Three Things From Week Twenty

After the twentieth week of the 2011 season came and went, one thing is obvious – we should look into changing Toronto’s name from the Jays to the Lawries.

Seriously – Brett Lawrie stole all the hype last week, first making his home debut, then destroying the Oakland and LA pitching staffs. Attendance increased, excitement increased, and Toronto’s hope for future success increased as well. With Lawrie firmly entrenched in the lineup and showing no signs of slowing down, Jays fans are excited about the possibility of October baseball as early as 2012.

And with a road trip beginning against the bottom feeders of the AL West, maybe there is outside hope for October baseball this season. I’d put nothing past Lawrie now.

Here are three things from week 20:

Week 20: August 8 – August 14

Record: 3 – 3

1. Youth Movement

The Jays were already a young team coming into this season. With a core full of players just entering their prime (Arencibia, Romero, Snider, Drabek, Morrow, etc.) things were looking up.

Well, in the past few weeks, the Jays have grown even younger – and the kids are alright.

Colby Rasmus was acquired from St. Louis. The 24 year old has struggled a bit in his move to the AL East, but after going 0 for his 13 he now has hits in 8 of his past 10 games, and has brought his OPS up from .000 to .602, all while making some incredible plays in CF.

Brett Lawrie arrived next, and what else can you say about the 21 year old? 9 games, 2

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HR, 7 RBI, .355 average, 1.104 OPS says it all. Though his defense at 3B has been up and down, he has made some outstanding plays and looks a lot better than I expected.

Then last week came the latest youngster – 21 year old Henderson Alvarez, who made his big league debut against the A’s on Wednesday. Though it wasn’t the cleanest debut, Alvarez did pitch into the 6th inning struck out 4 and looked stronger as the game went on. He is set to make his second start tonight in Seattle.

With all the young guys around, I bet Johnny Mac must feel like an OLD 36.

2. Dave Collins – Your Record is Safe

When the Jays acquired Rajai Davis in the offseason, 500 Level Fan predicted that he would break Toronto’s single season record for stolen bases of 60 set by Dave Collins in 1984. I was wrong.

Rajai has put together a nice total of steals (34) but injuries and his inability to get on base at a consistent clip robbed him of any chance he may have had. He missed 19 days in April with an ankle injury, and when he came back he stole every chance he got. Unfortunately that wasn’t very often.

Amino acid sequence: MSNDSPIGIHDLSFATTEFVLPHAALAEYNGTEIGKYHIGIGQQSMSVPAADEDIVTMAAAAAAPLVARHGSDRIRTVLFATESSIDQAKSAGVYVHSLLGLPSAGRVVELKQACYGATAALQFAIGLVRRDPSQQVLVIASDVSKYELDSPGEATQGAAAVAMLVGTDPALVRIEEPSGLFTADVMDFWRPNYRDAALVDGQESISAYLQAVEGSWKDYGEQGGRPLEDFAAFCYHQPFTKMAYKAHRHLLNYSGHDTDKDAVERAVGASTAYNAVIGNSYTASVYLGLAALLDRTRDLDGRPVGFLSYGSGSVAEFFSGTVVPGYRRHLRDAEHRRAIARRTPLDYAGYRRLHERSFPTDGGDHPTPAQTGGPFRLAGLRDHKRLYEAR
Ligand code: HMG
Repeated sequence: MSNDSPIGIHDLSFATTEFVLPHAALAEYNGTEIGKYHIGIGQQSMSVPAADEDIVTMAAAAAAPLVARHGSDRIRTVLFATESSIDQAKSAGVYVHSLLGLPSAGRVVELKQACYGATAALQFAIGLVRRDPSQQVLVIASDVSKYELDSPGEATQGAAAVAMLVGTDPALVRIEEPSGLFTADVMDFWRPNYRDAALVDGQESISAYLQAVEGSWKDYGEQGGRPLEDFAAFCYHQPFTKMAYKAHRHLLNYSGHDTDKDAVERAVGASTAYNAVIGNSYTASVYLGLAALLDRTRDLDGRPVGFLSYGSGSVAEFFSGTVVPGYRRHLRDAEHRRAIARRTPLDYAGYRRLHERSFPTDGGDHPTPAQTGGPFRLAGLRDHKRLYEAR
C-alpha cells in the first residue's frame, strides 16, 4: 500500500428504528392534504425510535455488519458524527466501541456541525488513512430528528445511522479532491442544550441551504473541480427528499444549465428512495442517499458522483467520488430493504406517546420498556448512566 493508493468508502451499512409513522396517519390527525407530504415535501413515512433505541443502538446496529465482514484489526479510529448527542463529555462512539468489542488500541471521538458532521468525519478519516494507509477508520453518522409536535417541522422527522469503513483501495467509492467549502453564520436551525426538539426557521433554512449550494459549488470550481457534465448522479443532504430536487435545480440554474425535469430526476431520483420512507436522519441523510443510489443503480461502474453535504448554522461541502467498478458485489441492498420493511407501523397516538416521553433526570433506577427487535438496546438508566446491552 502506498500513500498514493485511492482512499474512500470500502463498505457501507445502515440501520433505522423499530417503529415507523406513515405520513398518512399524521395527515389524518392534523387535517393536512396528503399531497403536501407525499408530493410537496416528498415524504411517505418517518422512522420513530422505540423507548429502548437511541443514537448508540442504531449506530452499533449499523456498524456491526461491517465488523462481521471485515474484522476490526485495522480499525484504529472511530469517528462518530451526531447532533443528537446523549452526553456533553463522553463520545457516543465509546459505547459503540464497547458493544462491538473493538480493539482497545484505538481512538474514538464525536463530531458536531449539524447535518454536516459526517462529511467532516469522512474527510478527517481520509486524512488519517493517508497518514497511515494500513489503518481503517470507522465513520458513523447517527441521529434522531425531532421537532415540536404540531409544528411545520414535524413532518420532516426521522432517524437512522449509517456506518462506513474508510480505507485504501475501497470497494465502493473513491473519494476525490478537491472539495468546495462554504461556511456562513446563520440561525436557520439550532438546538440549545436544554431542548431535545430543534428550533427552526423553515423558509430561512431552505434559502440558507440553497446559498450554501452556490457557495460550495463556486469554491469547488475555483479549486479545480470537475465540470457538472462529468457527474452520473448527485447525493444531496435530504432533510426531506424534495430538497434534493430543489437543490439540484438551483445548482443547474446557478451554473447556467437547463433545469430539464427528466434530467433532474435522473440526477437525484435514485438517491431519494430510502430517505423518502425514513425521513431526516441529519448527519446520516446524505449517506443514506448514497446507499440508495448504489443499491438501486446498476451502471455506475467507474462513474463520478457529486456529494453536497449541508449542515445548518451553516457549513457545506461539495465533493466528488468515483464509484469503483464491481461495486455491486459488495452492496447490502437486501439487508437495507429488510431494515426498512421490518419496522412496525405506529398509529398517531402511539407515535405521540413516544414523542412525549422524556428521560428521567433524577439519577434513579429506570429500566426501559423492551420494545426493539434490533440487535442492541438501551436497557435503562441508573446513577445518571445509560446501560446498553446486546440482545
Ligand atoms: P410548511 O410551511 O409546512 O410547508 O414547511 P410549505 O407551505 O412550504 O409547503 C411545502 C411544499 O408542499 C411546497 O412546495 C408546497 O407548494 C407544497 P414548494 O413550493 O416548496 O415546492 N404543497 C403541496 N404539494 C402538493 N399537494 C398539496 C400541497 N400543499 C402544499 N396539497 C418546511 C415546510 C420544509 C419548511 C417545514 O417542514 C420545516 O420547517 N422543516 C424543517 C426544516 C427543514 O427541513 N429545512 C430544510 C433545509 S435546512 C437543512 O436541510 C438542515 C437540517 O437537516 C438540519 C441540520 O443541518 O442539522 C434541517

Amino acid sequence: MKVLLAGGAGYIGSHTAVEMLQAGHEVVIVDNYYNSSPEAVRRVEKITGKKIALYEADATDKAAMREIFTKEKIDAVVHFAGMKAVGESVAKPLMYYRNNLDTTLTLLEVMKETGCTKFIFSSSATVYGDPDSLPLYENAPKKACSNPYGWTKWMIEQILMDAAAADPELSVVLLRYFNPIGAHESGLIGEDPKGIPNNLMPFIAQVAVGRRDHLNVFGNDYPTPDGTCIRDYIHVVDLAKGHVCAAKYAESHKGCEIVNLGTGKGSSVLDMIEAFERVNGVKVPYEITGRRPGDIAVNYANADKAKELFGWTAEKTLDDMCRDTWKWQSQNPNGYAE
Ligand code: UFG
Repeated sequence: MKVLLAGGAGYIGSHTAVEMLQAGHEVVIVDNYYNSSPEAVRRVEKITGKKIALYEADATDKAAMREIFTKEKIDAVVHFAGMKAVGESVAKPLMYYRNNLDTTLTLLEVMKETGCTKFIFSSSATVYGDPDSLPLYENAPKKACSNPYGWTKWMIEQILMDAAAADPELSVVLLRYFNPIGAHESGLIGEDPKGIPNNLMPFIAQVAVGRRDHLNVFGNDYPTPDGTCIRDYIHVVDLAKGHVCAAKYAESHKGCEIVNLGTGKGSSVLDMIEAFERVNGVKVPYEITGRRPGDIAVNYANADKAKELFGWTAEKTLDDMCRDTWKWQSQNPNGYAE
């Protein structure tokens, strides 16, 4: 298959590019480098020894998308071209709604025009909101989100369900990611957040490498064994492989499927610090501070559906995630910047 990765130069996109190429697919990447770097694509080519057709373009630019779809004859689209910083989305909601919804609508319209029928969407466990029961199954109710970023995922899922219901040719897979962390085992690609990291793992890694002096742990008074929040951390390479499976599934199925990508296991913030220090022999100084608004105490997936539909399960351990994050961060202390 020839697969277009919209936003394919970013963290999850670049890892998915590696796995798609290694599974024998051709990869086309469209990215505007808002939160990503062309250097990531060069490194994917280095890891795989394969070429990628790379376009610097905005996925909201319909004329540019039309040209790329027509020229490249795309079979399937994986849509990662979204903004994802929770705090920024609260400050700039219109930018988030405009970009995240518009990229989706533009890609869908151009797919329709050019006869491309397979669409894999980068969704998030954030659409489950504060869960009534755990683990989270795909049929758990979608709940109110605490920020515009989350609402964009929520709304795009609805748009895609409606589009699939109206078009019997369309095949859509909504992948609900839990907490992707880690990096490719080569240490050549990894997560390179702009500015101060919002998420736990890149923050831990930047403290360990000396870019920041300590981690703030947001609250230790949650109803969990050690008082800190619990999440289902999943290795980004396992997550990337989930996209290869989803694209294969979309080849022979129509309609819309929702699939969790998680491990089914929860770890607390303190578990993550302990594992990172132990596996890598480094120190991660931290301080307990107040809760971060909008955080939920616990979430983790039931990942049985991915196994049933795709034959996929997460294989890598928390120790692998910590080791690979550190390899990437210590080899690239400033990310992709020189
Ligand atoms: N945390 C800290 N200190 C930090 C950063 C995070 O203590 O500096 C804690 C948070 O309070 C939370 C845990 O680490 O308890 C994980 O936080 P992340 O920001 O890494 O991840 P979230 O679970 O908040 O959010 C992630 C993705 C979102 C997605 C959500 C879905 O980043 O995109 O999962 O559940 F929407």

For the season, Davis’ OBP is a paltry .273. Such a low on-base percentage saw Rajai pushed to 8th or 9th in the order on many nights, instead of leadoff where a guy with his wheels would normally thrive. Think about it this way: Davis reached base 91 times (76 hits, 15 walks), and he attempted 45 stolen bases. That mean he attempted to steal about 50% of his times on base. Just upping his OBP to a more respectable .330 clip would have added at least 10-20 steals to his total.

Now with Rajai shelved once again with a torn hamstring, one is left to wonder if he will even play again this season. Oh, what could have been.

3. Jessie Litsch – Relief Pitcher Extraordinaire

Has there even been a more under-the-radar bullpen MVP than Litsch? He returned to the big leagues on July 30th, put in a relief role by Farrell partly because the Jays have a good amount of starters with the inclusion of Mills and Alavarez, and partly to try and stabilize Toronto’s Achilles Heel.

Whether or not the experiment might be permanent remains to be seen, but one thing is for certain – it seems to be working.

Since his recall Litsch has appeared in five games and faced 29 batters. The numbers? 8.2 IP, 2 ER, 3 H, 2 BB, 13 K, 2.08 ERA, and a WHIP of 0.57. This is Jessie Litsch we’re talking about. The man is not known for his strikeout ability. As a starter his K/9 was 7.0 and his K/BB ratio was 2.00. As a reliever? A crazy high 13.48 K/9 and 6.50 K/BB.

He might not have the intimidation factor of a successful closer, but at this point, should we not be giving him a shot?

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